• 104. Maximiliano Ariel RICHEZE, Lampre-Merida, at :53
  • 105. Valerio CONTI, Lampre-Merida, at :53
  • 106. Chad HAGA, Giant-Shimano, at :53
  • 107. Jurgen VAN DEN BROECK, Lotto-Belisol, at :53
  • 108. José HERRADA LOPEZ, Movistar, at 1:08
  • 109. Jens DEBUSSCHERE, Lotto-Belisol, at 1:08
  • 110. Murilo Antonio FISCHER, FDJ.fr, at 1:08
  • 111. Ramon SINKELDAM, Giant-Shimano, at 1:08
  • 112. Romain ZINGLE, Cofidis, at 1:08
  • 113. Dmitry KOZONTCHUK, Katusha, at 1:08
  • 114. Yaroslav POPOVYCH, Trek Factory Racing, at 1:08
  • 115. Luke ROWE, Sky, at 1:08
  • 116. Jacopo GUARNIERI, Astana, at 1:13
  • 117. Jerome COUSIN, Europcar, at 1:13
  • 118. Rohan DENNIS, BMC Racing, at 1:13
  • 119. Matteo TOSATTO, Tinkoff-Saxo, at 1:16
  • 120. Vincent JEROME, Europcar, at 1:26
  • 121. Jaco VENTER, MTN-Qhubeka, at 1:52
  • 122. Tony MARTIN, Omega Pharma-Quick Step, at 1:52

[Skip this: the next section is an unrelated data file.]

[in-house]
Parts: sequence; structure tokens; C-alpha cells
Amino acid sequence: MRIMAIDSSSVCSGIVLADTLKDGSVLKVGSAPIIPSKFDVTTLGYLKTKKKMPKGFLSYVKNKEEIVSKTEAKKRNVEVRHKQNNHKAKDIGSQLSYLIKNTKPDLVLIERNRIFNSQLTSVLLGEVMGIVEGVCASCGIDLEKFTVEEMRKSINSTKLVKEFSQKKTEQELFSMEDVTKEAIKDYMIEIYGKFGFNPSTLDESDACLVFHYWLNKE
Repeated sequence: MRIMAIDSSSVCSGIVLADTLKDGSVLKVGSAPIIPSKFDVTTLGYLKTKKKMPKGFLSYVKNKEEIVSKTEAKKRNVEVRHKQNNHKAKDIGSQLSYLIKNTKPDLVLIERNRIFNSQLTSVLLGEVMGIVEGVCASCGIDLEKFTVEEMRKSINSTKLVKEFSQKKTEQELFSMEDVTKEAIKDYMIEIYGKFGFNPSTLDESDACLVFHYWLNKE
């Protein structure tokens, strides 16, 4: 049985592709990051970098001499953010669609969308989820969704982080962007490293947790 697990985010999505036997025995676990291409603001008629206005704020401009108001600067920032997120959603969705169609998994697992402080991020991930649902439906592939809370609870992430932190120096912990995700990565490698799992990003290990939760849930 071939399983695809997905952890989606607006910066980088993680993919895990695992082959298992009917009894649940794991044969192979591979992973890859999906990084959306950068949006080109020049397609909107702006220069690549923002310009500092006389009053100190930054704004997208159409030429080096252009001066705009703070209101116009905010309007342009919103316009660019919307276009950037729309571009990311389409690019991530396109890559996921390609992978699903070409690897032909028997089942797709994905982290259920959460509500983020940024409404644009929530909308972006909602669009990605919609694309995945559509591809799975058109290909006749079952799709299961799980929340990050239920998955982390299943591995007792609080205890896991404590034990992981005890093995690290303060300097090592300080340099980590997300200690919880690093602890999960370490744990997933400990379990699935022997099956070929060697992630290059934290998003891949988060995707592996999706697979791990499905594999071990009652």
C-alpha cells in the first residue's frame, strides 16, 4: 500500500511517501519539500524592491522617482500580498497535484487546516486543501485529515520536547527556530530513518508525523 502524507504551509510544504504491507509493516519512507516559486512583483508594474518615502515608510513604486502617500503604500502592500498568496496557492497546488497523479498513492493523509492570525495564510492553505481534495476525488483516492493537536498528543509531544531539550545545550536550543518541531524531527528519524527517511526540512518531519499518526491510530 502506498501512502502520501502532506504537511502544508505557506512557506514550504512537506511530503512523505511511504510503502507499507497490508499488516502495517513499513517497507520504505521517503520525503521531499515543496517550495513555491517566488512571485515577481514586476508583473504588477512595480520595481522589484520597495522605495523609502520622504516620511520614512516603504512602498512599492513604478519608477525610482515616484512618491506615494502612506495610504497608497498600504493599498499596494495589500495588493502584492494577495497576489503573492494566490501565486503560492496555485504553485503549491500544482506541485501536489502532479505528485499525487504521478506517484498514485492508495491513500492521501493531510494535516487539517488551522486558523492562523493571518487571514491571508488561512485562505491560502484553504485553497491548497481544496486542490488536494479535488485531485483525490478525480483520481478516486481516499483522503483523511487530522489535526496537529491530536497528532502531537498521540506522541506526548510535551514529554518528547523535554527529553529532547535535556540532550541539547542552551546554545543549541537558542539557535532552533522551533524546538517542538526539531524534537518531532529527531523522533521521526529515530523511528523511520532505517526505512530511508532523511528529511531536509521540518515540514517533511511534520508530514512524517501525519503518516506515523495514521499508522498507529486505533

• 123. Fabian CANCELLARA, Trek Factory Racing, at 1:55
  • 124. Karol DOMAGALSKI, Caja Rural-Seguros RGA, at 1:55
  • 125. Stef CLEMENT, Belkin, at 2:23
  • 126. Moreno HOFLAND, Belkin, at 2:23
  • 127. Martijn KEIZER, Belkin, at 2:23
  • 128. Johannes FRÖHLINGER, Giant-Shimano, at 2:23
  • 129. Nikias ARNDT, Giant-Shimano, at 2:23
  • 130. Lawrence WARBASSE, BMC Racing, at 2:23
  • 131. Kenny ELISSONDE, FDJ.fr, at 2:23
  • 132. Damiano CUNEGO, Lampre-Merida, at 2:23
  • 133. Chris Anker SÖRENSEN, Tinkoff-Saxo, at 2:23
  • 134. Kristof VANDEWALLE, Trek Factory Racing, at 2:23
  • 135. Mikel LANDA MEANA, Astana, at 2:23
  • 136. Javier Francisco ARAMENDIA LORENTE, Caja Rural-Seguros RGA, at 2:23
  • 137. Maxime BOUET, Ag2r La Mondiale, at 2:23
  • 138. Carlos VERONA QUINTANILLA, Omega Pharma-Quick Step, at 2:23